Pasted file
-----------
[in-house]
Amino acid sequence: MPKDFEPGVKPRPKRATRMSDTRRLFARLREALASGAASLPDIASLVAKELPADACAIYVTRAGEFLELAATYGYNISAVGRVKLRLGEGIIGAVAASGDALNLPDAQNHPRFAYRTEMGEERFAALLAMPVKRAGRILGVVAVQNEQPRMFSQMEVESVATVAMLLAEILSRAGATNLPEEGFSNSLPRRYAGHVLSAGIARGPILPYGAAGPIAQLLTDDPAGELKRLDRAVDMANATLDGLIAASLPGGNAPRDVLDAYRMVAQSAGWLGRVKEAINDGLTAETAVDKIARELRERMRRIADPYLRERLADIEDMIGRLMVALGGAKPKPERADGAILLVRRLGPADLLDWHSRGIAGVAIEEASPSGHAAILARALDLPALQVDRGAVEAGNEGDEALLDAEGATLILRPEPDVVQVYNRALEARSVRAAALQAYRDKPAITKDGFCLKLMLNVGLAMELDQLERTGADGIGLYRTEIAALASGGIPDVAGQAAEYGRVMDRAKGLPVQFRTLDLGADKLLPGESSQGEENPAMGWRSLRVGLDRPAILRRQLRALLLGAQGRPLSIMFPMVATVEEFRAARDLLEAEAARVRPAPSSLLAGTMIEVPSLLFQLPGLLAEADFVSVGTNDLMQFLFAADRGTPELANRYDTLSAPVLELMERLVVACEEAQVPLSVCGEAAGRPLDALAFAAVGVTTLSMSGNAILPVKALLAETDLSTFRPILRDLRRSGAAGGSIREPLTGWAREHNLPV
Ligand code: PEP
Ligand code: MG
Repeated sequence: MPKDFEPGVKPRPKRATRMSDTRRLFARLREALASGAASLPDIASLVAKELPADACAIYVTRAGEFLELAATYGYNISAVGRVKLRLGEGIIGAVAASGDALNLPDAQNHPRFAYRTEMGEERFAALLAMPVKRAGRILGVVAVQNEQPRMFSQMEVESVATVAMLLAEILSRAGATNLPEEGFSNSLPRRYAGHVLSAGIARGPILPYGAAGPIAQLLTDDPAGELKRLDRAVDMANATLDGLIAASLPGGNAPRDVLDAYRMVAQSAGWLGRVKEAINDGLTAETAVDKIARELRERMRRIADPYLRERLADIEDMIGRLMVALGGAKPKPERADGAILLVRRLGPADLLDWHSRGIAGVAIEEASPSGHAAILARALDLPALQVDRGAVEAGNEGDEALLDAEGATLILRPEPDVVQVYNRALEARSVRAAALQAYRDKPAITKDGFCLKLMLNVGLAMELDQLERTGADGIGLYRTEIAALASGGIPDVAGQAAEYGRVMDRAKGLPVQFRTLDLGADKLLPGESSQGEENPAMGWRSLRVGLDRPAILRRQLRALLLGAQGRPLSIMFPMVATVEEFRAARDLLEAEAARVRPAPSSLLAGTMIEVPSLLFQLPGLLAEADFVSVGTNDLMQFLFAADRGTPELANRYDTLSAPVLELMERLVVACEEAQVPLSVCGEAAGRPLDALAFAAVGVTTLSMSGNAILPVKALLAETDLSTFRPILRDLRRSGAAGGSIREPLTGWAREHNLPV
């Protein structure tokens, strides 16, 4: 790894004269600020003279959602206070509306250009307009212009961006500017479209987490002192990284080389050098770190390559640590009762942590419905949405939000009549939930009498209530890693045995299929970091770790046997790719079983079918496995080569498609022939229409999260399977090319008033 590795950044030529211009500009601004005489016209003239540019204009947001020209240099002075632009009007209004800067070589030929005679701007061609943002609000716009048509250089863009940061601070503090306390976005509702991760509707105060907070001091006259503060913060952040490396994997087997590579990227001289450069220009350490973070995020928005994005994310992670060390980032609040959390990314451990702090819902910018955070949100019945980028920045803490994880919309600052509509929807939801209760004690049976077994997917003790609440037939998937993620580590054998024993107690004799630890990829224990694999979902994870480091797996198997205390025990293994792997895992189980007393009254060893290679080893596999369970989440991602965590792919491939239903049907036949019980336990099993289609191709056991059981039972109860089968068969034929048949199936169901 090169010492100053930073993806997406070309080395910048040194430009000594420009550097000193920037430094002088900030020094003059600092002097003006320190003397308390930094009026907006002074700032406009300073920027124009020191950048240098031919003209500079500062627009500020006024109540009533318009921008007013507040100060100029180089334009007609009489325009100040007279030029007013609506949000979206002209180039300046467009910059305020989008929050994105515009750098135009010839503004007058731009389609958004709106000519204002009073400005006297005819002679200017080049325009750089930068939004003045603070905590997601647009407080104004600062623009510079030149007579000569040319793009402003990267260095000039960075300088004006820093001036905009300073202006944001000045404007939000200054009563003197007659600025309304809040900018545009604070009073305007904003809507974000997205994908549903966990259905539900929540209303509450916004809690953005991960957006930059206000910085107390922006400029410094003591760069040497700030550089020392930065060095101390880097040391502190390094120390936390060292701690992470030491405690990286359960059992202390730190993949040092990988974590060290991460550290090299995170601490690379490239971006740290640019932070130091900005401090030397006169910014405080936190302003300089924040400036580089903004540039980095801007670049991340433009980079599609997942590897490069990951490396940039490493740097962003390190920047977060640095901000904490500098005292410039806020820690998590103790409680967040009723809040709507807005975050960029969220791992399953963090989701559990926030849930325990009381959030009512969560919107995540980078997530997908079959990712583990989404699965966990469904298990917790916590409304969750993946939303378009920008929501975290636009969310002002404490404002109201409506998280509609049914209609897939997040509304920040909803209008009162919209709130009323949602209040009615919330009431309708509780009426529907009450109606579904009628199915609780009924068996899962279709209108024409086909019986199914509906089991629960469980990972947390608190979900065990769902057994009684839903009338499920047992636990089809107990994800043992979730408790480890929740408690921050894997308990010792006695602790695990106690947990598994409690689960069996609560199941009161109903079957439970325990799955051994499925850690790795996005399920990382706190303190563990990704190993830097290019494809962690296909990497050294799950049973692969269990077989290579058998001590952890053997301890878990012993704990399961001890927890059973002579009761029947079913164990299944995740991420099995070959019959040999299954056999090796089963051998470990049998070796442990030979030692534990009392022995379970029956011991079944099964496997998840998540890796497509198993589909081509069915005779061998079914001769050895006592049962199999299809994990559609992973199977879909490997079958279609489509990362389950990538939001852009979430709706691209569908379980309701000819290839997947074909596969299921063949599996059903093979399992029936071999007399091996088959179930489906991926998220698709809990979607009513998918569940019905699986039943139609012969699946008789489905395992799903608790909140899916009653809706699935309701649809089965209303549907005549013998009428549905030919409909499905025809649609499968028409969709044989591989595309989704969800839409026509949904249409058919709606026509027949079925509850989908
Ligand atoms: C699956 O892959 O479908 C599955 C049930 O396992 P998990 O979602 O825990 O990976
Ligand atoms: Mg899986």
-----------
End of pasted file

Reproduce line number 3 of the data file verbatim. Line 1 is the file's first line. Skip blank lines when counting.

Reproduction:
Ligand code: PEP